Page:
Belfast Muslim leader sorry for Mosul remark
A Northern Ireland Muslim leader has apologised for saying an Iraqi city seized by Islamic State (IS) is "the most peaceful city in the world".
IS, a radical Islamist group whose tactics include mass killings and abductions of minorities, overran the northern city of Mosul last June.
Dr Raied Al-Wazzan said he was withdrawing his remarks.
"I used the wrong words and I apologise for that," he said.
Dr Al-Wazzan had made his comments on BBC Radio Ulster's Talkback programme on Friday.
However, he said on Monday's programme that he realised his comment had "offended many people", adding: "I condemn all kinds of violence."
Asked if he was giving an unconditional apology and was fully retracting his remarks, he said: "Definitely. If people are offended, I apologise to everyone - not only local people but even outside Northern Ireland. Yes I do regret my remarks."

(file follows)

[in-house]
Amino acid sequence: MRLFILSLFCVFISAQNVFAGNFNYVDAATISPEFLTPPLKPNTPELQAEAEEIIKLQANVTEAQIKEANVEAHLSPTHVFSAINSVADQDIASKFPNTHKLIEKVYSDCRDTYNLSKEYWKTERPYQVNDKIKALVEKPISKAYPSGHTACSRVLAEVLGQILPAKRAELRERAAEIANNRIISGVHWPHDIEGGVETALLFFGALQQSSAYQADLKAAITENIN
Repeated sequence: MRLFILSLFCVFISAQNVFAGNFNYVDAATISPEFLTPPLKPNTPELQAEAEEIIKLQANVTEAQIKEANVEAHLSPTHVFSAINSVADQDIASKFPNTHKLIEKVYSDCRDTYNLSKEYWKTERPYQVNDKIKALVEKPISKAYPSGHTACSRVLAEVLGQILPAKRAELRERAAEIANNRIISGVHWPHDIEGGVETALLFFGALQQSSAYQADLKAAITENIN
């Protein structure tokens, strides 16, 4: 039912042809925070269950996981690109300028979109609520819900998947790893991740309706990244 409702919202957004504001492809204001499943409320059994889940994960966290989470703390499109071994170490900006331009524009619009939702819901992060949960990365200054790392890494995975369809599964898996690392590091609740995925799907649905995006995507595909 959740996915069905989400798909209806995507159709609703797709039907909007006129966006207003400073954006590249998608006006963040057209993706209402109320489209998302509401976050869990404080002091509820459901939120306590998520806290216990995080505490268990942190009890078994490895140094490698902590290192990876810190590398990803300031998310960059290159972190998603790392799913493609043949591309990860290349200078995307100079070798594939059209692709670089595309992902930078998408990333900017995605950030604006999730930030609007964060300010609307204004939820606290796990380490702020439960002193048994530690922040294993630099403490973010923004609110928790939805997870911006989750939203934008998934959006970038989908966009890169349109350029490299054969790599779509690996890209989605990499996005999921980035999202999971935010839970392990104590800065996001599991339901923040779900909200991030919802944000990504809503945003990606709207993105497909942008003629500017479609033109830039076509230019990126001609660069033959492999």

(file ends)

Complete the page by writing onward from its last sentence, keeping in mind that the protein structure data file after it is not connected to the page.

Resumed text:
DUP MP Sammy Wilson said: "I'm glad that the remarks have been withdrawn, but one has to ask, given how fundamental the difference is now between what was said today and what was said on Friday, what has caused this change of heart.
"Is it because there is a fear that funding may be withdrawn?"
A Christian pastor from Belfast, who was questioned last summer by police for calling Islam "satanic", accused Dr Al-Wazzan of "speaking with a forked tongue".
Pastor James McConnell from the Whitewell Metropolitan Tabernacle said: "He let himself go on Friday and he's sorry that he let himself go."
He added: "I did not deserve to be investigated because I believe I'm living in a land of free speech.
"If I was living in Mosul, I would be classed as an infidel - if you didn't accept the Islam faith, you'd be assassinated, crucified or your head would be cut off."